Roll on summer.

Into every life a little rain must fall

I’ve fed the birds, who seem to be developing quite an appetite, tried to mend a broken lock and sold a jar of honey. Apart from that I’ve just answered emails, tinkered with my outbox and taken a selection of poor photographs of birds. They weren’t meant to be bad but I seem, without intending to, to have cornered the market in second quality snapshots of birds. I have blurred chaffinches, goldfinches facing the wrong way, dunnocks that blend with the background and over-exposed blue tits.

The good news is that the goldfinches are really taking to the nyger seed. That’s a film from someone else, so far our highest number has been four.

After failing to find suitable chilli seeds in the garden centre (six seeds in a packet!) I found a packet in TESCO. They have a magazine stuck to them so I have something to read as well.

Having spent the morning enjoying myself I’m now going to do an internet course on Food Allergies.

Oh the things I’ve done to put it off. I’ve even looked up the correct Longfellow quotation for the title and decided not to be pedantic. Or accurate.

Ah well…no more delays…

 

 

Nest boxes and planning…

It’s a crisper day today, still nice and bright but with lower temperatures and higher winds than yesterday.

It’s National Nestbox Week this week – does the cornucopia of bird-based activity never end? The group has been helping out, resiting an old nestbox that was donated to us. If you look closely you can see one of last year’s boxes on the tree to the side. We have a couple more to put up, including one for the flycatcher that lives behind the recycled bus shelter, but they are in a box near my front door, where I forgot to pick them up this morning.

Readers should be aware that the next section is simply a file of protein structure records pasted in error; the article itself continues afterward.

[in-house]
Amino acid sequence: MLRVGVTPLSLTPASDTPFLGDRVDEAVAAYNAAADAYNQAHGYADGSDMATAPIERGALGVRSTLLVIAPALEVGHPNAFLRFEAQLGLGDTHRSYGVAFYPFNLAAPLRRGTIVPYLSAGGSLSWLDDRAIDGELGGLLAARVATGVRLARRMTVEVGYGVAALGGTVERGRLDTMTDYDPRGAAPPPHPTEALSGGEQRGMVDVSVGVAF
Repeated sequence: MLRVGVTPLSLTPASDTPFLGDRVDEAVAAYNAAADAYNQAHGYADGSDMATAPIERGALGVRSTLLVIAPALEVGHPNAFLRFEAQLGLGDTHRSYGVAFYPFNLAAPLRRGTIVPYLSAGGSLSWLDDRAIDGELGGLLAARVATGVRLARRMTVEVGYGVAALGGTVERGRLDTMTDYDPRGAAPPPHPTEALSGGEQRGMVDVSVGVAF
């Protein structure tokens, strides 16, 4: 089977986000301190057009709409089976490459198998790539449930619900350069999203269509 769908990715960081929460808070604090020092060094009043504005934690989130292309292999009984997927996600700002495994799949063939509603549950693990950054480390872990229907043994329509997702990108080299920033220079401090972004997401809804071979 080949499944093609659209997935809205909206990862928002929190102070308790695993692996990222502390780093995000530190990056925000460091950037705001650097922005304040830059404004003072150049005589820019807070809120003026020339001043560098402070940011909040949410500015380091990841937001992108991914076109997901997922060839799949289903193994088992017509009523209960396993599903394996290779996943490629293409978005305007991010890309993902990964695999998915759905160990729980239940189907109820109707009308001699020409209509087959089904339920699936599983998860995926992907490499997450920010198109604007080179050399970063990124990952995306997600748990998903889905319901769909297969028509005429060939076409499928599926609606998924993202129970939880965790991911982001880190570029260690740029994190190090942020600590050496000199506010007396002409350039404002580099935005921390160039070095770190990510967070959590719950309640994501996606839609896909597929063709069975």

We now have a volunteer to build us two kestrel nest boxes, and along with the volunteers to put them up it’s looking good. One is going to be built into the statue where they roost and we’ll have to look for somewhere to put the second. I entered the kestrel I saw yesterday in the national kestrel count. They don’t really need it because the Midlands are thick with sightings, but you have to make the effort don’t you?

Meanwhile it’s full ahead on tidying up. We have a farm talk tonight and we just realised how much the grass has grown.

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Now that we’ve finished with the bird count we’re moving onto trees as a subject. They’re certainly easier to count as they don’t flit about and hide in hedges.We have the Woodland Trust coming down next month to give us some training on trees so we want to be properly prepared.

A day for poems

“Oh! I have slipped the surly bonds of Earth
And danced the skies on laughter-silvered wings;
Sunward I’ve climbed, and joined the tumbling mirth
of sun-split clouds, — and done a hundred things”